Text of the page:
Press Clippings XIII
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Many of the following clippings were kindly provided by Wilfried Schuesler, to whom my very, very
grateful thanks!  I retyped them from Wilfried's digital photographs - consequently, in most cases I
don't know the name or date of the publication in which they originally appeared...
down a couple of years later so that he could start Motorhead.

Sadly, my fantasy is a preposterous one, rather like much that the band has done since '74.  I always hope
that one day, something will land on my desk which will prompt me to reappraise the 'wind's career, but as
a further three titles offer more of the same hackneyed, space drivel (which has inspired a whole host of
dungeons-and-dragons modern-day prog acts), there seems little chance of this ever happening.

"Live Chronicles" covers the 1985 "Chronicle Of The Black Sword" tour, where words like "monstrous",
"sorceries", "treacheries" and the trusty Elric abound with rip-roaring regularity.  Griffin offer an additional
four previously unreleased tracks for those with an iron constitution, and -"Aye, Master"- a collector's
reprint of Michael Moorcock's 'The Dreaming City' book.

The saga of Elric of Melniboné was also recorded for posterity in the studio, on the 'Black Sword' album
(here with two extra live tracks), but he fails to materialise at all on 1982's "Church of Hawkwind", now
boosted with three extra cuts.  Is this really the end of the hippie trail?

"Amps" column, 26/2/1977 (publication unknown):
To give his keyboards voice, Simon House of Hawkwind puts them through an HH IC 100, five channel PA
amp which then runs through two Eliminator reflex enclosures.  He's considered direct injecting them
through the mixer and relying on monitors to hear what he's doing, but as he says: "Hawkwind are a
high-energy band and we need a lot of volume on stage to get that energy."

Review of Bob Calvert's "Revenge" CD (Record Collector, date unknown):
Originally recorded as instrumental backing tracks by Pete Pavli and Simon House (ex-Hawkwind) in 1981,
this group of four songs represents a fascinating example of the late Robert Calvert's songwriting ability.  
The unmixed tape sat around for 10 years and was eventually released on 200 demo cassettes, mixed by
Pavli and Shaw, and sold by mail order.  Now on CD, this gem of an archive release displays raw, lyrically
complex and decidedly beautiful music.  It rivals the very best of Lou Reed and shares much of his tragedy
and heroism.

All four tracks are enigmatic and haunting, with an understated brilliance which leaves you wanting more.  
They recount poetic fables, like that of "Isadora", a mysterious dancer, and in "Revenge", the act of murder.

There's an additional tune at the end that makes up about half the CD's length.  This was presumably
written and performed by Pavli, although there are no credits.  It's highly repetitive, with a robotic voice
against a wailing siren background - strangely charismatic and soothing.

-Trevor King
Review of "Year 2000: Codename Hawkwind
Volume One" (Record Collector, date  
The Hawkwind bandwagon rolls on, with more
substandard releases from the archive of original
bassist Dave Anderson.  To be fair, the first disc
of this set is pretty good, coming from the
Brixton Sundown gig used for some of the
transcendent "Space Ritual" album.  What we
have here is basically the second half of that
double set with a rougher mix, plus some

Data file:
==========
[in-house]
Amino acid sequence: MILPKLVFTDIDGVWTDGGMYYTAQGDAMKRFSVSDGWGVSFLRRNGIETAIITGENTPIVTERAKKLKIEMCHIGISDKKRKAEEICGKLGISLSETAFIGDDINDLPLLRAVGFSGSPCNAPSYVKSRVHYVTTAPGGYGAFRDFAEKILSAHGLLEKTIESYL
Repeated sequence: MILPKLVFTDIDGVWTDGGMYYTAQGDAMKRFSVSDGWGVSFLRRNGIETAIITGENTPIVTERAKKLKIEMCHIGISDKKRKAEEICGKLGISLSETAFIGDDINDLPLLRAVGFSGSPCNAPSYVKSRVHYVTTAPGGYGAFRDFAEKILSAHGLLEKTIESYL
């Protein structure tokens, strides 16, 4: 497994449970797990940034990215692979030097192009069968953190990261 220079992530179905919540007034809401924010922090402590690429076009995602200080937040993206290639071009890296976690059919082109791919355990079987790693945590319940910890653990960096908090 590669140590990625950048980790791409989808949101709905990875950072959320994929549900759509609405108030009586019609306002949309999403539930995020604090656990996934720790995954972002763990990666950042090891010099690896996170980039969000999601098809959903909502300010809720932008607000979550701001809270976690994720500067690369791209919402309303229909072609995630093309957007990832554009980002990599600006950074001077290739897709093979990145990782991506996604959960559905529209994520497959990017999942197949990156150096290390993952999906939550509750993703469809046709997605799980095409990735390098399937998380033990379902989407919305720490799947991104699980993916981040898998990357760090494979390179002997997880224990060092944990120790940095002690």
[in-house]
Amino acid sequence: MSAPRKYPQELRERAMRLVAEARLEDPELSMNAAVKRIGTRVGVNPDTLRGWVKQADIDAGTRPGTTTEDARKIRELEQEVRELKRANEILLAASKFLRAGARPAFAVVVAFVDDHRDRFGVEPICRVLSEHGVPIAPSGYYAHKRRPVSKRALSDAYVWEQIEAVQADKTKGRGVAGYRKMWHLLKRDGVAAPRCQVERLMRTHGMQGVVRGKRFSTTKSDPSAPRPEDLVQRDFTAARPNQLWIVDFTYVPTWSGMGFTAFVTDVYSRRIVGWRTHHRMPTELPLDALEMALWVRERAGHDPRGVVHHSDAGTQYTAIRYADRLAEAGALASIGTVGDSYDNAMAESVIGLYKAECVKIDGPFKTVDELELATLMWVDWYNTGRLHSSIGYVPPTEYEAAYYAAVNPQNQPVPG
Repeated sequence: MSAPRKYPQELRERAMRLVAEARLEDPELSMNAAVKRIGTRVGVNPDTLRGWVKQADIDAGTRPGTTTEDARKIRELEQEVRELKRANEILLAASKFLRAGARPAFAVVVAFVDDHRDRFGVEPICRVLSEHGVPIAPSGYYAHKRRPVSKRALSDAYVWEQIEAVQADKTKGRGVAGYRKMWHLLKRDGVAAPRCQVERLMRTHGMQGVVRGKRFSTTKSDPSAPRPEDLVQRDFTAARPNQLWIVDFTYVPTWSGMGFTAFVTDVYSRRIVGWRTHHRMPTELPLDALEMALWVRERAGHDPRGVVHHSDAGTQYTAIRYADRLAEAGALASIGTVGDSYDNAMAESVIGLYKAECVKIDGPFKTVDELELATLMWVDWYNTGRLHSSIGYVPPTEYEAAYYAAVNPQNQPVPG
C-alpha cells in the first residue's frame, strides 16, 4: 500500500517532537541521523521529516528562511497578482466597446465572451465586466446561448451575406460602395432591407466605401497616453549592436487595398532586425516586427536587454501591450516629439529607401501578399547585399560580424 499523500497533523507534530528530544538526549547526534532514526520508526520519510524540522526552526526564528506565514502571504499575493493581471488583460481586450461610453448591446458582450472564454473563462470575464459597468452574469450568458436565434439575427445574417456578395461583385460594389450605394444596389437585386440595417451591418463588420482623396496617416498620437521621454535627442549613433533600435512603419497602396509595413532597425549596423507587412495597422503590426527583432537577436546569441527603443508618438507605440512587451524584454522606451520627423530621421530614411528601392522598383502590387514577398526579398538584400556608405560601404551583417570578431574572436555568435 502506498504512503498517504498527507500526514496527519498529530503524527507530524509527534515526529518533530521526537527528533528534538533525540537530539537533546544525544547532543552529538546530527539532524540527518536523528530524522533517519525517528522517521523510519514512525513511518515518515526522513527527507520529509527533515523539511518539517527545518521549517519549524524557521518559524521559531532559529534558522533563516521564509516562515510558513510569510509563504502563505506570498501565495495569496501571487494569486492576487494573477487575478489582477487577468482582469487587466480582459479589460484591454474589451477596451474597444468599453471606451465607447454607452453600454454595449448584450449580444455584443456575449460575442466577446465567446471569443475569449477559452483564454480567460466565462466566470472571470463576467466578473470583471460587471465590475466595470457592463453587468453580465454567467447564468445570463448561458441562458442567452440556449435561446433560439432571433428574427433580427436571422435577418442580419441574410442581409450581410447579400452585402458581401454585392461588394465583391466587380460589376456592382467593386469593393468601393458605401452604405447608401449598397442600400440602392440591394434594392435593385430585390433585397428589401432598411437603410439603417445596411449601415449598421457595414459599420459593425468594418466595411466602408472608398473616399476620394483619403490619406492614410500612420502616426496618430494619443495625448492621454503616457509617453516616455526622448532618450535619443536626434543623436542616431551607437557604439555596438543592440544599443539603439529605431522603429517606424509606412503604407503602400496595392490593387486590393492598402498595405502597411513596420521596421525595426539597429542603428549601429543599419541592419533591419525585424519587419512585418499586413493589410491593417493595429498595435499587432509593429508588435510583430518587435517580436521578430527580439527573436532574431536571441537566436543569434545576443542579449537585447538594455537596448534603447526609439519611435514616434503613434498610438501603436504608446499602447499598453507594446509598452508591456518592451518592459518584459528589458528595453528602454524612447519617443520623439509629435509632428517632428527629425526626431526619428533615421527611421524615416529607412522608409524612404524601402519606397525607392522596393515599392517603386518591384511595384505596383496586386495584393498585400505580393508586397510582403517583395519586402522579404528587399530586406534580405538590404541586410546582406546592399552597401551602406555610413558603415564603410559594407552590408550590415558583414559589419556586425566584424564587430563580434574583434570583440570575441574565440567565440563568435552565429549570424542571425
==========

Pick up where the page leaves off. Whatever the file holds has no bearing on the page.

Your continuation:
unheard out-takes.  So far, so good.  Disc Two
claims to be live at the Cambridge Corn
Exchange in 1972, but the track listing, first
album material, suggests it comes from a year or
two earlier.  Not that it matters as the quality is
rubbish - barely listenable, distorted, bassy
garbage.  Attractively packaged, though.
-Trevor King

Review of the "Solstice at Stonehenge" DVD
(date & publication unknown):
What better band to perform at the climax to the
very last Stonehenge festival than Hawkwind,
veterans of the annual gathering of the tribes
since its inception in 1973.

Although the 'Wind may have been a pale shadow
of the grouping that frequented the free festivals
during the early 70's, Nik Turner and Dave Brock remained in command, supported by Harvey Bainbridge,
Lloyd-Langton and Danny Thompson.  Stacia, too, was a distant (if still vivid) memory, although in
her place were a half-dozen white-clad women 'dancers', who snaked in and out of the players like a
Druid's harem

Musically, they start off with the kind of driving improvisations guaranteed to go down well in amongst the
stoned circles of Wiltshire, and while the introduction of punk-influenced Inner City Unit tracks like
'Watching The Grass Grow' proved to be vastly influential on later "crusty" bands, it wasn't quite the stuff
of legend that the group had once been, for a while in the 70's.

Review of the reissued debut album "Hawkwind" on Repertoire Records (date and publication
Hawkwind never matched their debut for sheer variety of ideas and musical styles.  Often overlooked by
fans, ahem, in search of space rock, "Hawkwind" was as eclectic and imaginative as any British rock
album from 1970.  The pleasant, sitar-strewn folk rock anthems, "Hurry On Sundown" and "Mirror Of
Illusion" (which were coupled as a rare single), contrast with the album's less accessible moments - the
monotone ambience of "The Reason Is?", the lengthy jazz-rock exploit "Be Yourself", the menacing three-
note repetition of "Paranoia" and the epic space rock exploration, "Seeing It As You Really Are", which
accelerates slowly to an anarchic finish.

Review of the "BBC Radio 1 Live In Concert" CD (Dec 1992, publication unknown):
Another band who shared Joe Meek's fixation with Little Green Men (see Album of the Month) were
Hawkwind.  Funny noises, courtesy of Dik Mik's audio generator and Del Dettmar's synthesizer (in 1972,
when this "In Concert" was recorded, such instruments were the height of modernity) battled it out with a
relentless riff machine, provided by drummer Simon King, guitarist Dave Brock and bassist Ian "Lemmy"